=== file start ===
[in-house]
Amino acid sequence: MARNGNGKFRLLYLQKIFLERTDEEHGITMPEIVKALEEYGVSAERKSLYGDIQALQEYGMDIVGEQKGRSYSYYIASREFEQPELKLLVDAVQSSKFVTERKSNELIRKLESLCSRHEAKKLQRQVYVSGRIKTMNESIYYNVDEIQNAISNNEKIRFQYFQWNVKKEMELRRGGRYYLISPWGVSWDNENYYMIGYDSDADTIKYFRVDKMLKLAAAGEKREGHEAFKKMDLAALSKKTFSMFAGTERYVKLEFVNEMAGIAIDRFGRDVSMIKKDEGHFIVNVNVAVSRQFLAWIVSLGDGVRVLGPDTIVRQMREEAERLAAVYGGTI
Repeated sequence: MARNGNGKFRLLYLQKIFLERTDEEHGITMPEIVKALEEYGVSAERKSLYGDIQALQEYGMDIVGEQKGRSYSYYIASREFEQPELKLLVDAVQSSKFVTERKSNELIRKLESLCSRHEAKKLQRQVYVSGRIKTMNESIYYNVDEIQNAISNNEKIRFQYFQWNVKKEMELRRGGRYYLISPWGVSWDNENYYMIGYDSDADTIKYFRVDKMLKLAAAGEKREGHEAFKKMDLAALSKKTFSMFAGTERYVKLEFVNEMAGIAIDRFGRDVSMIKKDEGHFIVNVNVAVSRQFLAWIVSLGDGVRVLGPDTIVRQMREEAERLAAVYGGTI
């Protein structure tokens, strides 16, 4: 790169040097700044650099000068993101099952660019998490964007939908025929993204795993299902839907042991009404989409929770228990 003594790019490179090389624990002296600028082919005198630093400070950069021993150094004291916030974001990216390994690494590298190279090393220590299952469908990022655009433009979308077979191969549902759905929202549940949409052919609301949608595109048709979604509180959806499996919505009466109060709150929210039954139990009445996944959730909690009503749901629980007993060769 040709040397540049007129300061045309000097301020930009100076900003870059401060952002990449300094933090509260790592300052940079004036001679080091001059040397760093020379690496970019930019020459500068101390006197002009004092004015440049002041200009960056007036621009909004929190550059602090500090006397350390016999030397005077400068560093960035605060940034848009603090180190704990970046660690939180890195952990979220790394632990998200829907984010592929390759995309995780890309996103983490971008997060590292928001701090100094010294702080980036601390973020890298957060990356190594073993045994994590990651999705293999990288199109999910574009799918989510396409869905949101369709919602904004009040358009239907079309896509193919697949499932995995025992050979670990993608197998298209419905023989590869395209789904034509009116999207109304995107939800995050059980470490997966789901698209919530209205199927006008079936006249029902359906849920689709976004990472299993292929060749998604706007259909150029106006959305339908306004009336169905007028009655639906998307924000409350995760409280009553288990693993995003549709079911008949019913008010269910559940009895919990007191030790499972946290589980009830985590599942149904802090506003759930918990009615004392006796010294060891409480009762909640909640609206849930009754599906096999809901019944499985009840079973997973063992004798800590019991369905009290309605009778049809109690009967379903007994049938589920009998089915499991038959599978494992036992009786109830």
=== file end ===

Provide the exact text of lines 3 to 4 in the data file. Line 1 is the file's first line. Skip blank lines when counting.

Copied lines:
Repeated sequence: MARNGNGKFRLLYLQKIFLERTDEEHGITMPEIVKALEEYGVSAERKSLYGDIQALQEYGMDIVGEQKGRSYSYYIASREFEQPELKLLVDAVQSSKFVTERKSNELIRKLESLCSRHEAKKLQRQVYVSGRIKTMNESIYYNVDEIQNAISNNEKIRFQYFQWNVKKEMELRRGGRYYLISPWGVSWDNENYYMIGYDSDADTIKYFRVDKMLKLAAAGEKREGHEAFKKMDLAALSKKTFSMFAGTERYVKLEFVNEMAGIAIDRFGRDVSMIKKDEGHFIVNVNVAVSRQFLAWIVSLGDGVRVLGPDTIVRQMREEAERLAAVYGGTI
């Protein structure tokens, strides 16, 4: 790169040097700044650099000068993101099952660019998490964007939908025929993204795993299902839907042991009404989409929770228990 003594790019490179090389624990002296600028082919005198630093400070950069021993150094004291916030974001990216390994690494590298190279090393220590299952469908990022655009433009979308077979191969549902759905929202549940949409052919609301949608595109048709979604509180959806499996919505009466109060709150929210039954139990009445996944959730909690009503749901629980007993060769 040709040397540049007129300061045309000097301020930009100076900003870059401060952002990449300094933090509260790592300052940079004036001679080091001059040397760093020379690496970019930019020459500068101390006197002009004092004015440049002041200009960056007036621009909004929190550059602090500090006397350390016999030397005077400068560093960035605060940034848009603090180190704990970046660690939180890195952990979220790394632990998200829907984010592929390759995309995780890309996103983490971008997060590292928001701090100094010294702080980036601390973020890298957060990356190594073993045994994590990651999705293999990288199109999910574009799918989510396409869905949101369709919602904004009040358009239907079309896509193919697949499932995995025992050979670990993608197998298209419905023989590869395209789904034509009116999207109304995107939800995050059980470490997966789901698209919530209205199927006008079936006249029902359906849920689709976004990472299993292929060749998604706007259909150029106006959305339908306004009336169905007028009655639906998307924000409350995760409280009553288990693993995003549709079911008949019913008010269910559940009895919990007191030790499972946290589980009830985590599942149904802090506003759930918990009615004392006796010294060891409480009762909640909640609206849930009754599906096999809901019944499985009840079973997973063992004798800590019991369905009290309605009778049809109690009967379903007994049938589920009998089915499991038959599978494992036992009786109830």